LWF President-Elect: Who Could Imagine the Holy Land without Christians?

In his first sermon as president-elect of the Lutheran World Federation (LWF), the Rt. Rev. Dr. Munib A.Younan urged believers to pray that Christians in Palestine “not lose faith and leave the country.”

“Who could imagine the Holy Land … without Christians?” the Palestinian bishop asked as he preached at the Andreaskirche in Uhlbach, a suburb of Stuttgart, Germany.

One day earlier, Younan’s election as LWF president was confirmed by the votes of 300 of the 418 delegates present for the LWF’s 11th Assembly – the church body’s highest legislative body.

Younan, a bishop of the Evangelical Lutheran Church of Jordan and the Holy Land (ELCJHL) and president of the Fellowship of Middle East Evangelical Churches, will officially begin his term when the 11th Assembly concludes Tuesday.

Younan succeeds Presiding Bishop Mark S. Hanson of the Evangelical Lutheran Church in America, who has been president of the LWF since the organization’s last Assembly in Winnipeg, Canada, in 2003.

The Palestinian bishop ran for the position unopposed.

In his sermon Sunday, Younan said Christians have a role to play in reconciliation and interfaith dialogue in the Middle East.

Though Palestinian Christians comprise less than 1.5 percent of the population in the Middle East as a result of “the difficulties caused by the political conflict, a lack of jobs and growing political and religious extremism,” Younan said Palestinian Christianity survived some 2,000 years for a reason.

Palestinian Christianity survived because “we have carried the death and resurrection of our Lord in our bodies, souls and minds,” Younan asserted.

“We have never ruled the country, nor were we ever in the majority. We do not have much property, power, money or influence. Yet we have survived,” he declared.

That said, Younan reminded Palestinian Christians how they should be “brokers of justice, instruments of peace, ministers of reconciliation, defenders of human rights including women’s rights and apostles of love.”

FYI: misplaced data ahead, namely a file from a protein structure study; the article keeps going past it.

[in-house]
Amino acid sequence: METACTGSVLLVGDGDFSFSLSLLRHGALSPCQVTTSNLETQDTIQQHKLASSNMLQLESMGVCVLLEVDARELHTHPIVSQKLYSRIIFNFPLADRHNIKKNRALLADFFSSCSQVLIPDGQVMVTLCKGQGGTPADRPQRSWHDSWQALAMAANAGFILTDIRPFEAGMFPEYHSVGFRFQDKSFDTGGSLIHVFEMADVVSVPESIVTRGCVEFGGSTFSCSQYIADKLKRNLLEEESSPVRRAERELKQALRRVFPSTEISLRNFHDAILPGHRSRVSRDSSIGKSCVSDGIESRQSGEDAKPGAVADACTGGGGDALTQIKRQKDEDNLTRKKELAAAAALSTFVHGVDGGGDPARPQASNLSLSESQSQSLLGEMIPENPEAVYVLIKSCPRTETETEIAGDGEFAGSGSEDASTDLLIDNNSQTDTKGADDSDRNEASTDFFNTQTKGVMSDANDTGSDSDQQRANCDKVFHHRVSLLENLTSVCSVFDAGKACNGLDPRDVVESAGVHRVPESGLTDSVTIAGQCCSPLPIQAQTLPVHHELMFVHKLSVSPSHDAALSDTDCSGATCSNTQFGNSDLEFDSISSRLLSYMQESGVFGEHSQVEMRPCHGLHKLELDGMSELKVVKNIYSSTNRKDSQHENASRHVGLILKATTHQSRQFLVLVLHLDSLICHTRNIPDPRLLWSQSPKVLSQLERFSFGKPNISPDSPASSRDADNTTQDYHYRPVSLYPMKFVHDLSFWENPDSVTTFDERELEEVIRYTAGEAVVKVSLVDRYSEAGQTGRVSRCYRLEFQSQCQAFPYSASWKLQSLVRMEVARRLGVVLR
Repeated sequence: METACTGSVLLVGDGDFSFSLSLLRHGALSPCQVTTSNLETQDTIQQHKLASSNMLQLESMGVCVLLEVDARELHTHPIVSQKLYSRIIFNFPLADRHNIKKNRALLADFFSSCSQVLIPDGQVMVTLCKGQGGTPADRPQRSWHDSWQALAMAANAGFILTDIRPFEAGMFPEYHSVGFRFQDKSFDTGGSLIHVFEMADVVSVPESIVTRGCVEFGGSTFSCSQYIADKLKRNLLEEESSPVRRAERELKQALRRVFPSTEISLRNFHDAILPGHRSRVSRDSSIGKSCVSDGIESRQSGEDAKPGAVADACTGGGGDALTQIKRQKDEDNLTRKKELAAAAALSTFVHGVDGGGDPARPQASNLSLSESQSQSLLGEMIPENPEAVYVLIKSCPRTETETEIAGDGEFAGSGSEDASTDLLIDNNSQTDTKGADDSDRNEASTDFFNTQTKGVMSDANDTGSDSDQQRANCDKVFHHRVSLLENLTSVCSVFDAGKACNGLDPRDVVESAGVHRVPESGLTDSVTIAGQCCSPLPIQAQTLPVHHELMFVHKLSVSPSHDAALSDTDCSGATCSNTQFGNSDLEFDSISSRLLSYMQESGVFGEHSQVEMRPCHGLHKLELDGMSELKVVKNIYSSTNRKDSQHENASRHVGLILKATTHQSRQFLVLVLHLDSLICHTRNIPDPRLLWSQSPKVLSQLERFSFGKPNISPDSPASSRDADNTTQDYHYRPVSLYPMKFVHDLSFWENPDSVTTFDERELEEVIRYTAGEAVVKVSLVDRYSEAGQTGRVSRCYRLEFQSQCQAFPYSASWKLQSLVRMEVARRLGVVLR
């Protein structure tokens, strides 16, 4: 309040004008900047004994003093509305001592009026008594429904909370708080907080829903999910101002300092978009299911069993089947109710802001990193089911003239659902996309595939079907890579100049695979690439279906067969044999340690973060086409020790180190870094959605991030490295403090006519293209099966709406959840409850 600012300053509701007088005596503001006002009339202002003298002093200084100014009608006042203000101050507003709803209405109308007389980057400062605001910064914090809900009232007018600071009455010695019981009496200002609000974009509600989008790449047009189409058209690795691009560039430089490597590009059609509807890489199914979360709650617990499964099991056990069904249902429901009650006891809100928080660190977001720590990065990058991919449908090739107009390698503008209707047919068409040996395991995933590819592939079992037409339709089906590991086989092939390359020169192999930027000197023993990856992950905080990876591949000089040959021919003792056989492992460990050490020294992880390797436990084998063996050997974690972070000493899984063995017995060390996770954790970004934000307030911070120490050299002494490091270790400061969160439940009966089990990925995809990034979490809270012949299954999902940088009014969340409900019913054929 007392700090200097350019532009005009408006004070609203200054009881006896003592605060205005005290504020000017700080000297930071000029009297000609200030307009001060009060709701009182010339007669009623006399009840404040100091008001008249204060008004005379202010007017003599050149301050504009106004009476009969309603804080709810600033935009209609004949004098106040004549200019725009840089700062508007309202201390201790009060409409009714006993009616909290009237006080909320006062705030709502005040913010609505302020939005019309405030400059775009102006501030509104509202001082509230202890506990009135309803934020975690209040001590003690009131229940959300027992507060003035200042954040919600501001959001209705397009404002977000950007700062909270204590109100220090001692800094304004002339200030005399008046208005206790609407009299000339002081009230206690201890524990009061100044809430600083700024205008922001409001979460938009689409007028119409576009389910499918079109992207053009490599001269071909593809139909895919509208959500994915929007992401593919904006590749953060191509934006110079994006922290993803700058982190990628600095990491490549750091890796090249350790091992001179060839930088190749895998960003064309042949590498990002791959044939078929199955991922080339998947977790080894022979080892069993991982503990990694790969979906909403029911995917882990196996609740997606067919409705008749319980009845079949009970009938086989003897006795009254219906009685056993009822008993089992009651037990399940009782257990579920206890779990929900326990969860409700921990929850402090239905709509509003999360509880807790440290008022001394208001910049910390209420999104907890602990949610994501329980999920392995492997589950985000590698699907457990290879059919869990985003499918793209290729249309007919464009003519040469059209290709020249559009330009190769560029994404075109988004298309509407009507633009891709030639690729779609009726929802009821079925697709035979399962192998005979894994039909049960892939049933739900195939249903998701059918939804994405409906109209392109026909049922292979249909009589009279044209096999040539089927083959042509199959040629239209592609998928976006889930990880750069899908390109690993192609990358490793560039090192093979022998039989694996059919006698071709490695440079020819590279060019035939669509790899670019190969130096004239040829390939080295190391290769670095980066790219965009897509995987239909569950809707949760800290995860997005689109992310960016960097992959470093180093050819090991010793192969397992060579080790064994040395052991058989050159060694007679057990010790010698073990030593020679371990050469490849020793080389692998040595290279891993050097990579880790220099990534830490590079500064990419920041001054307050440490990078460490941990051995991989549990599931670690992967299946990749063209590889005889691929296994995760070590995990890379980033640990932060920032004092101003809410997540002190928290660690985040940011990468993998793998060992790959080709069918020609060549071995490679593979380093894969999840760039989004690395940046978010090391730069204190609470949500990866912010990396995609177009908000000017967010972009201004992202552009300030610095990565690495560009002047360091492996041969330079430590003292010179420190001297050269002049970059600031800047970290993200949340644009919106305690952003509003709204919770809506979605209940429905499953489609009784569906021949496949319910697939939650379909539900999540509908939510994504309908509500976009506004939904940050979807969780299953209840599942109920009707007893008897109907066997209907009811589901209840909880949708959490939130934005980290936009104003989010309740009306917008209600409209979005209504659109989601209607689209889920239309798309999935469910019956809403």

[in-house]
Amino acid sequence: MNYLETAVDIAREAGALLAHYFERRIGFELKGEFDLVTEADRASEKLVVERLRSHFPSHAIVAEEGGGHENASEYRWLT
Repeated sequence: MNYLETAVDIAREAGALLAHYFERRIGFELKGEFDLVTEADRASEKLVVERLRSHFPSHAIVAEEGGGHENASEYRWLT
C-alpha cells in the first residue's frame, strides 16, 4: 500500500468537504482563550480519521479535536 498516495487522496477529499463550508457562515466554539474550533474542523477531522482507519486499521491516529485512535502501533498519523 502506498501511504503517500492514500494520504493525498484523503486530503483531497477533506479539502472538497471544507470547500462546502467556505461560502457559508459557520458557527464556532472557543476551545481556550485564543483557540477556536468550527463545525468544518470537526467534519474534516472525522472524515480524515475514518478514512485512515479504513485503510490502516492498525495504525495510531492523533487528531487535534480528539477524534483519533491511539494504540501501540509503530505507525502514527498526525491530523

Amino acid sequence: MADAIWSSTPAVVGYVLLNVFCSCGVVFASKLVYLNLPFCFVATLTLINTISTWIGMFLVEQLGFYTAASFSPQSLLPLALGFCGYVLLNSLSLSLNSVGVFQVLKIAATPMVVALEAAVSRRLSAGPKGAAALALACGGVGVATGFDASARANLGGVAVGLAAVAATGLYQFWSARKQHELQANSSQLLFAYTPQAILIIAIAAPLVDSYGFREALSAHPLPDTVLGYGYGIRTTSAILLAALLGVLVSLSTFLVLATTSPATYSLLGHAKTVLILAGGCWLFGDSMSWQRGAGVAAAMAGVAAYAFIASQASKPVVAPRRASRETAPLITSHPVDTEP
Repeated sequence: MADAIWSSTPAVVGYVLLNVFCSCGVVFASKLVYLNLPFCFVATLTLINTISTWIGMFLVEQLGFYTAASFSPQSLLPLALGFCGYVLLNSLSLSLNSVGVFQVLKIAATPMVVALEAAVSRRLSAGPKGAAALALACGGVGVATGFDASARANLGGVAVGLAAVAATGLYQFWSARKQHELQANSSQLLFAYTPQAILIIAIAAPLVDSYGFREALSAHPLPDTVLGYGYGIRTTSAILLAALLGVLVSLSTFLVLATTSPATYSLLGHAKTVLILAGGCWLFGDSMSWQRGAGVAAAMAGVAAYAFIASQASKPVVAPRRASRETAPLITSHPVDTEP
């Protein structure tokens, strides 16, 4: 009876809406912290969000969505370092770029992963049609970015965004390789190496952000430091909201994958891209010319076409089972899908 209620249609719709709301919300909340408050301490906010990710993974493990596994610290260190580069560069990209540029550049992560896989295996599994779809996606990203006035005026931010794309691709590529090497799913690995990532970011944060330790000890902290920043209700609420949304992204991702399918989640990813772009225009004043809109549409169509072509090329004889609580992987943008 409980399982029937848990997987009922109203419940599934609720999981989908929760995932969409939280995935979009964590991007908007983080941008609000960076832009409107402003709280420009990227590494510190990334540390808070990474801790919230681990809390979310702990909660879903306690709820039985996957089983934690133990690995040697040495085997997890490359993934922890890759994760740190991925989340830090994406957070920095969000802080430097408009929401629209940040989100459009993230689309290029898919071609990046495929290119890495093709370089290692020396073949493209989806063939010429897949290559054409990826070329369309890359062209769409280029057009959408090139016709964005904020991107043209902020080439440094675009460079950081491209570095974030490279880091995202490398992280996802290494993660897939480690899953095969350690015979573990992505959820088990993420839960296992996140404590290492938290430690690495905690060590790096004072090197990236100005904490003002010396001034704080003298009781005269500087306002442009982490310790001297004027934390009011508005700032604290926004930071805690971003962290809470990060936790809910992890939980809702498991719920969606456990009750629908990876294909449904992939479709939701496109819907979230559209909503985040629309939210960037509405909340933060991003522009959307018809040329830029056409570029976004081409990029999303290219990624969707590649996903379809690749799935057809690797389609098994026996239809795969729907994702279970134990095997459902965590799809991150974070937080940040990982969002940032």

And he urged Christians, in general, “to serve every human being regardless of gender, race, ethnicity, religion or political affiliation.”

As “children of the light,” Christians should work to promote justice, peace and reconciliation and “to eliminate Islamophobia, xenophobia and anti-Semitism,” he added.

Aside from leading the 3,000-member ELCJHL since 1988, Younan currently serves with three Jerusalem patriarchs and nine other bishops on the International Christian Committee of Jerusalem.

Younan also co-founded the Council of Religious Institutions in the Holy Land, a group made up of the two chief rabbis of Israel, heads of the local churches, the Chief Judge of the Islamic Court in Palestine and other Muslim leaders.

In remarks made after Younan’s election, current LWF President Hanson said Younan’s "passion for justice and peace will inspire us.”

"Bishop Younan will provide exceptional leadership for the LWF,” Hanson added. “His leading the ELCHJ in the midst of the suffering of occupation will become a sign of hope for all LWF member churches."

With 140 member churches in 79 countries, LWF claims to represent more than 70 million Christians worldwide.

The LWF 11th Assembly has been holding its once-ever-six-years gathering in Stuttgart, Germany, since last Tuesday. It is set to conclude its meeting with a closing Eucharist Tuesday evening.